Ever since the Libyan uprising erupted in mid-February, every response by the Obama administration has fueled rampant speculation about the President's strategy for dealing with the crisis. Just how aggressively would Obama intervene? Well, we now have the clearest sense yet of the White House game plan.
On Thursday, National Security adviser Tom Donilon outlined a six-point plan to dislodge Libyan leader Muammar Qaddafi from power--one that avoids military actions like a no-fly zone, which Libyan rebels have called for as Qaddafi's forces gain momentum through assaults on strategic towns in the west.
What exactly is the Obama administration's plan?
Coordinate Global Response. The U.S. wants the international community--the Europeans, the United Nations, the Arab Leage, and the African Union--to urge Qaddafi to relinquish power "with one voice."
Impose Tough Sanctions. The U.S. has frozen over $32 billion of the Qaddafi regime's assets, and hopes to return the money when "a new ... more representative government, emerges in Libya." America has imposed additional economic sanctions with its European allies and the U.N. Security Council.
Threaten International Prosecution. The International Criminal Court is investigating whether the Qaddafi regime has committed war crimes and the U.S. intelligence community will monitor the Libyan government's activities, in an effort to hold the regime accountable and persuade Qaddafi loyalists to abandon their leader and his violent crackdown.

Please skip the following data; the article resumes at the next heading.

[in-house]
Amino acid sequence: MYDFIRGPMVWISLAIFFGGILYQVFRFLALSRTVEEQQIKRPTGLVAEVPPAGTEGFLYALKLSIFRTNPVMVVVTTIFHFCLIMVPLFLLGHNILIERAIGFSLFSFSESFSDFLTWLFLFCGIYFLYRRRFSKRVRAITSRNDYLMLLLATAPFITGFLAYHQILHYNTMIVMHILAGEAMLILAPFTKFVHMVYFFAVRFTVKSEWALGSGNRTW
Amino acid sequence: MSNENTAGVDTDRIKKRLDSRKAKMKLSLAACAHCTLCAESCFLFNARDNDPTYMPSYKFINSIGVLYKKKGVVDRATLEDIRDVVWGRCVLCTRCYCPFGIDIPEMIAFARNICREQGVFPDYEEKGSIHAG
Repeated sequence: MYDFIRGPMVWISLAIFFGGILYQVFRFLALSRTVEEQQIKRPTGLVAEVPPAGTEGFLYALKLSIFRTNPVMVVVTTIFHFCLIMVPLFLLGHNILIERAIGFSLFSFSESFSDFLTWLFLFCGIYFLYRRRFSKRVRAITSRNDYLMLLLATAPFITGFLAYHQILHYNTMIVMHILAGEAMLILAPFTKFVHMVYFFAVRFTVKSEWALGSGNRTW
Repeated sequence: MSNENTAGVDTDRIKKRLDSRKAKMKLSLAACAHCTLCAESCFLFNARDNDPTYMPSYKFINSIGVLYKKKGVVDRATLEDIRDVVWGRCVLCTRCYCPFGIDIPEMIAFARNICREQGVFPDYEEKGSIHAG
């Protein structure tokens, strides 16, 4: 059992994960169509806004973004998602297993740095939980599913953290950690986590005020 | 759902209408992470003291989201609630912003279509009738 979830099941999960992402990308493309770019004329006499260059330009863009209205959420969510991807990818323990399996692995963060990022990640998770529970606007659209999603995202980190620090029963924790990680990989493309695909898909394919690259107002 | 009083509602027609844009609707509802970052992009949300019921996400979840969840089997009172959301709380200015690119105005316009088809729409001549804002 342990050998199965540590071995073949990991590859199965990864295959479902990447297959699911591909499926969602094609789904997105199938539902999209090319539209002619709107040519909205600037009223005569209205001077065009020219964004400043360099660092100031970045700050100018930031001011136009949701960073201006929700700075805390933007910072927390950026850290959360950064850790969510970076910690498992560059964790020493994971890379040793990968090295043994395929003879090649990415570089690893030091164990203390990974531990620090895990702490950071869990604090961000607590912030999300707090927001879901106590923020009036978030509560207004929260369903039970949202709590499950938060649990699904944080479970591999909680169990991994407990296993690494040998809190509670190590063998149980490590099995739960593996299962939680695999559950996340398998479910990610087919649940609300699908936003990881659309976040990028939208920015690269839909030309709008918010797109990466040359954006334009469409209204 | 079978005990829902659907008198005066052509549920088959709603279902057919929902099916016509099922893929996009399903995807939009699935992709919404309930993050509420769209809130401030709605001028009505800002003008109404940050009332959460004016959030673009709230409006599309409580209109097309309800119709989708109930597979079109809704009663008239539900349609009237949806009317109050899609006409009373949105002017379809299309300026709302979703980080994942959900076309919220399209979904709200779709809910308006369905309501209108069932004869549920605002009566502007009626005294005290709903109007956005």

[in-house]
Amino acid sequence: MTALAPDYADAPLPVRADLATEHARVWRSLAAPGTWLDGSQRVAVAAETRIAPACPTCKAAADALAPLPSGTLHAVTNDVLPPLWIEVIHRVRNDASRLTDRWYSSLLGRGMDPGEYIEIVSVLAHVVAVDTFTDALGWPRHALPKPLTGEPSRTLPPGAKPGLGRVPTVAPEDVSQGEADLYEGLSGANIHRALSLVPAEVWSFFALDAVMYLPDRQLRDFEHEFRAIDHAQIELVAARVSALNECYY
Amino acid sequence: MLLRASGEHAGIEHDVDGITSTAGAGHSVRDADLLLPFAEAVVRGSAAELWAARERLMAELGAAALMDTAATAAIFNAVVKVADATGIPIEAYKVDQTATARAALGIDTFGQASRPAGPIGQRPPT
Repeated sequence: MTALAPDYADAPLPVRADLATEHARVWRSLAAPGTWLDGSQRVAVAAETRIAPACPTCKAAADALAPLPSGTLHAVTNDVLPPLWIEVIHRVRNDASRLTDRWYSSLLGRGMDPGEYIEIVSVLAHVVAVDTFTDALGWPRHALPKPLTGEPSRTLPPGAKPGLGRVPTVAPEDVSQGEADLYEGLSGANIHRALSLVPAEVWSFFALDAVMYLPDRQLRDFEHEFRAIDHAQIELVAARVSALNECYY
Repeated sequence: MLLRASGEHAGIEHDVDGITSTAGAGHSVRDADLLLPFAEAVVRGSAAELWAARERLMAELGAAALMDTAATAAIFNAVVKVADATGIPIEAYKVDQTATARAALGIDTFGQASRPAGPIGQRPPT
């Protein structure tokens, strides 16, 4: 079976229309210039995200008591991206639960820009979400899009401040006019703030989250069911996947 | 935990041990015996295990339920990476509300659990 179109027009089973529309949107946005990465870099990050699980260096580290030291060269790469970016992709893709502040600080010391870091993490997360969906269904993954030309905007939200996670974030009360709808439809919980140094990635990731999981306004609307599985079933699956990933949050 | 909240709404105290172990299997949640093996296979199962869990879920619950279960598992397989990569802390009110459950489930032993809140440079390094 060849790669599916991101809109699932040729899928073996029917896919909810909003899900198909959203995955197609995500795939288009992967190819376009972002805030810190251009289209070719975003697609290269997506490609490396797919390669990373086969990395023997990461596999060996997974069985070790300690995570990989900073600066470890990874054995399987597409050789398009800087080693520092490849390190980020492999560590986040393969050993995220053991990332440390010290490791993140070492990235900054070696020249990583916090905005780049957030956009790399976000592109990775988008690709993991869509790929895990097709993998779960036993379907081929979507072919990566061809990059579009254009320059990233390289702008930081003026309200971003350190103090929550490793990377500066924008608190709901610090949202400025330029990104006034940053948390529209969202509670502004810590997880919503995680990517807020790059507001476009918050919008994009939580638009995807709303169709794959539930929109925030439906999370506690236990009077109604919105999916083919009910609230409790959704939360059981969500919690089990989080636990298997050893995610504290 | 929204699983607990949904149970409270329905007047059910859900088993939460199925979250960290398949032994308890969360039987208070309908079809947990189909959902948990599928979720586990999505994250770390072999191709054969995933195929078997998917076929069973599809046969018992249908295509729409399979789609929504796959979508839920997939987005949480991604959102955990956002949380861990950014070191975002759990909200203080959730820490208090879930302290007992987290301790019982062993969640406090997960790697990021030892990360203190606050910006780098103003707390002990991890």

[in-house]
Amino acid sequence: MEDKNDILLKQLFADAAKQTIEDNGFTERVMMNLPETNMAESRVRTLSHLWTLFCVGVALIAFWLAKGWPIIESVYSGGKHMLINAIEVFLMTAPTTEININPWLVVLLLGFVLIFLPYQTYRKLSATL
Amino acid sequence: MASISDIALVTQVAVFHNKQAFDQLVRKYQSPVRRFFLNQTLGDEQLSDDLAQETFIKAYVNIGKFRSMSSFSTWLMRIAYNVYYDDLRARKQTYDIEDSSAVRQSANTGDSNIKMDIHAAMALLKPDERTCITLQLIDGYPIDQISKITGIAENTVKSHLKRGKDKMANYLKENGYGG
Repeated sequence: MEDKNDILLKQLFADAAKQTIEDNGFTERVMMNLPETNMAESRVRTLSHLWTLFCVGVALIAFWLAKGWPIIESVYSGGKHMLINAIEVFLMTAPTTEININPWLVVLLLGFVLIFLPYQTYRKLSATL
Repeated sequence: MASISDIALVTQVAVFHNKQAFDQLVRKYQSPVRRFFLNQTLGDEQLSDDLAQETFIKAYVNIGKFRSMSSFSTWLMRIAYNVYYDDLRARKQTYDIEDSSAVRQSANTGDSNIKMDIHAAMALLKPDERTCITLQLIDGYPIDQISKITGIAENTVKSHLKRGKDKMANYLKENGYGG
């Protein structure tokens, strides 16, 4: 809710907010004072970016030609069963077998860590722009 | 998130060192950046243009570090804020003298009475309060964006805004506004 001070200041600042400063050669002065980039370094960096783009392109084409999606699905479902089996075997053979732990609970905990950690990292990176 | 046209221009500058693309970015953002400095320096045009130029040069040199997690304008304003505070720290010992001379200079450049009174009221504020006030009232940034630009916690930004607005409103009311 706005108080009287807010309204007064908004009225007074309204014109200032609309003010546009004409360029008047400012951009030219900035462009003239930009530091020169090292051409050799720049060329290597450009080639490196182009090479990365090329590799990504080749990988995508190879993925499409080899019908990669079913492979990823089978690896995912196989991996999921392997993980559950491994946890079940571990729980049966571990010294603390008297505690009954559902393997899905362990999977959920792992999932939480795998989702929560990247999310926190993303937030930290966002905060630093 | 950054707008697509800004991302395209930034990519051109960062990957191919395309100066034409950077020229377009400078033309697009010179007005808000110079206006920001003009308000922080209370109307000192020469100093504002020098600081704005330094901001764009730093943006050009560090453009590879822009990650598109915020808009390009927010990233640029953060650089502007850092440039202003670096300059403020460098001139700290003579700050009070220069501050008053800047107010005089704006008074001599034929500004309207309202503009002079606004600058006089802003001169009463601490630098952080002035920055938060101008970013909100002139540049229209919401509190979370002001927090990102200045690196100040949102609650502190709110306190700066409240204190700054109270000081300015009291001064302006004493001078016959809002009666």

Communicate With Rebels. Secretary of State Hillary Clinton will meet with opposition leaders next week and the U.S. is "prepared to send diplomats" to the rebel stronghold of Benghazi in the east "to engage the opposition." On Thursday, France became the first nation to recognize the rebels as the Libya's legitimate government. The U.S. has not yet followed suit.
Provide Humanitarian Assistance. The U.S. will dispatch disaster assistance relief teams to eastern Libya and continue funding NGOs that provide humanitarian assistance and repatriating Libyans who've been displaced.
Consider Military Options. NATO is deploying more warships in the Mediterranean and developing plans to offer humanitarian relief and enforce the Security Council's arms embargo. While NATO has not ruled out a no-fly zone, Donilon said, the alliance would only take military action with regional participation (and, most likely, U.N. authorization).The U.S. may also provide "supply to the opposition," but Donilon didn't specify whether those supplies would include weapons.
"We've acted quite swiftly and steadily," Donilon concluded, but the crisis in Libya is "not going to be resolved overnight." But here's the question: is the White House plan sufficient to resolve the crisis at all?
Earlier on Thursday, James Clapper, President Obama's top intelligence adviser, predicted that Qaddafi's "superior militlary force would prevail over the long term." Donilon dismissed Clapper's assessment in his briefing, arguing that the international community's efforts to undermine Qaddafi's legitimacy and deprive him of allies and resources will ultimately tip the balance in the opposition's favor.
David E. Sanger at The New York Times is more skeptical. It's not clear "that the efforts the White House announced would be enough to ensure an end to Mr. Qaddafi’s 41-year-long rule, or even to slow the pace of his attacks," he writes.